The singer Sammy Hagar once sang in complaint “I Can’t Drive 55,” an ode to the tortoises that cars became when the speed limit was lowered to 55 mph in 1974 as a provision of the Federal Emergency Highway Energy Conservation Act. It was hoped that driver safety would be enhanced by lowering speeds.
Now comes data from the Auto Insurance Center supporting that original contention. The bottom line? Across the board, states with tougher driving laws see fewer motorists die on their roadways. It all starts with speed. Speed limits vary by states for good reasons. You can drive faster safer in rural Texas or Wyoming than in urban New York or Illinois. But where speed limits are higher, fatalities are also more common. Of the four states (South Dakota, Wyoming, Idaho, Texas) with the highest allowable speed limits (70 mph across the board), the highest death rates in the country exist in two of them (Texas, Wyoming), with 3.6 fatalities for every 100,000 car crashes.
And do seat belts save lives? Apparently. Only six states plus the District of Columbia impose fines greater than $76 for seat belt violations. And not coincidentally, those states also have the lowest seat belt-preventable fatality rates. The National Highway Traffic Safety Administration estimates that another 2,814 lives could have been saved the year before last if all drivers and passengers had worn seat belts.
The Advocates for Highway and Traffic Safety group has identified 15 kinds of laws for all states to pass to make the roads safer, from learners’ permit regulation and booster seat requirements to texting-while-driving bans.
“For any governor or state legislator or police chief or sheriff interested in moving their states toward zero deaths,” says transportation safety advocate Bill Bronrott, “we know the exact laws and programs and policies that need to be put into place to keep our families whole and our circle of friends intact.”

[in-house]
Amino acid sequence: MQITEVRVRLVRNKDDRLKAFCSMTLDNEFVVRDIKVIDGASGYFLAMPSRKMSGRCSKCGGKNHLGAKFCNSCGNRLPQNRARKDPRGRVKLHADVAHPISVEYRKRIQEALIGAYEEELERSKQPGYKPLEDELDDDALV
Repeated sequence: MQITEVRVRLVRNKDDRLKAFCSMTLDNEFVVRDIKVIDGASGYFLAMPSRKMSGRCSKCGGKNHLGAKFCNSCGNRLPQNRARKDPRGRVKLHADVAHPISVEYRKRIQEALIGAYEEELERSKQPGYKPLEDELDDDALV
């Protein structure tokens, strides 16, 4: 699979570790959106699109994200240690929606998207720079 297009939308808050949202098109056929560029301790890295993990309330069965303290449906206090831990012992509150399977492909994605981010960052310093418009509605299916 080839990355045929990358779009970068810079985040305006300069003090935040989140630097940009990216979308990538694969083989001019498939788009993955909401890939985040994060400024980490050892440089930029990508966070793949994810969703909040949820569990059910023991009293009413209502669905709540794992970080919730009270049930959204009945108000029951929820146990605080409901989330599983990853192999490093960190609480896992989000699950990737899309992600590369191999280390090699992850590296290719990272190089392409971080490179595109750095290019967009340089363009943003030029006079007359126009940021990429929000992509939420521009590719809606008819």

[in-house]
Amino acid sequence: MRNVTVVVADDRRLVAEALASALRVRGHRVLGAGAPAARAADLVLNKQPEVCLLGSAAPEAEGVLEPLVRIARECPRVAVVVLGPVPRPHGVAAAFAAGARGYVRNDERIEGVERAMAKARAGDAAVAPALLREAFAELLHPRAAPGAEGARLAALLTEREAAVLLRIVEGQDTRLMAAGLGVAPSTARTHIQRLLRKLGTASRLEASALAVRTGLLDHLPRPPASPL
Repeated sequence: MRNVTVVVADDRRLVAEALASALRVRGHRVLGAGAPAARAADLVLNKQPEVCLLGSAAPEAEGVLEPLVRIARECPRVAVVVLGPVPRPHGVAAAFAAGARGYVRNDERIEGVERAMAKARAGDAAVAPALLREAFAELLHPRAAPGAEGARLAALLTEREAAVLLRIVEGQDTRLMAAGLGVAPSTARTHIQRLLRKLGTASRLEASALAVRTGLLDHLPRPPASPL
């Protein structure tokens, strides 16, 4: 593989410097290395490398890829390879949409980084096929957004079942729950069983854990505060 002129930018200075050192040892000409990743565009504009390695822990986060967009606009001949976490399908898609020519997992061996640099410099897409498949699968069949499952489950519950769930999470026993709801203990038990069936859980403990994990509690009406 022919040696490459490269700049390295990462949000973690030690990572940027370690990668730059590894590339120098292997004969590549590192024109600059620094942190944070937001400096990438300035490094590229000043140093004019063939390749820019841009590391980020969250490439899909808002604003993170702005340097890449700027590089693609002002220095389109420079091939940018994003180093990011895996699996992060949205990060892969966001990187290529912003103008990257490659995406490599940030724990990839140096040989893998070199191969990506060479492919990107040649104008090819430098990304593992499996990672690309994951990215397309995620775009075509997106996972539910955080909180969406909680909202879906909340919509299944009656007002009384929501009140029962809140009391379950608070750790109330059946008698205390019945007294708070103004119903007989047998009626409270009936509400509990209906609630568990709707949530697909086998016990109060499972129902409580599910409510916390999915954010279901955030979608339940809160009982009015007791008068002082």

At Gross & Son Paint and Body Shop, we value your life as well as your business. Our passion and ability to restore autos of all makes and years still thrives after 68 years, so if you have a gem that needs restoring or if your regular vehicle is in need of collision repair or some automotive detailing, come see the kingpins of paint and body at Gross & Son.
A new mobile game is on the app market that attempts to answer a question many drivers have today: “My car does what?”
The game, Dashboard Blitz, helps educate players about the beeps, flashing icons and technologies that are common in many of today’s cars. If you’ve ever wondered how to turn off that lit icon telling you you need an oil change, you know what we mean.
Free and available for iOS and Android devices, the game’s players work at a virtual auto expo booth where they answer customers’ questions about crash prevention technologies like blind-spot monitors and back-up cameras. The game is a part of the MyCarDoesWhat campaign, created by the National Safety Council and the University of Iowa, to educate about current and upcoming car safety technologies. The game’s ‘visitors’ can try out simulators with the latest in car safety technology.
Objectives of Dashboard Blitz include: Selecting safety features that meet a customer’s needs; progressing through 30 levels to gain points and unlock upgrades—from mechanic helpers to rocket-powered roller skates—and battling the clock while answering as many customer questions as possible.
HOW TO PLAY:
• Greet a visitor entering your expo space and ask what problem they’re having.
• See a clip of their driving mishap and pick the safety feature that could help.
• Drag the visitor to the simulator with that safety feature so they can try it.
• Find out if the safety feature matched—then score points or answer a follow-up.
• Reset the car for the next customer.
At the end of each level, you’ll see your score, how many questions you got right, and how many visitors you helped. Play again for a better score to get more upgrades and continue playing to see what other safety features your customers can try out.
There is a place in Pensacola, Florida, where the passion and the ability to restore autos of all makes and years still thrives after 68 years: Gross & Son Paint and Body Shop. If you have a gem that needs restoring or if your regular vehicle is in need of collision repair or some automotive detailing, come see the kingpins of paint and body at Gross & Son.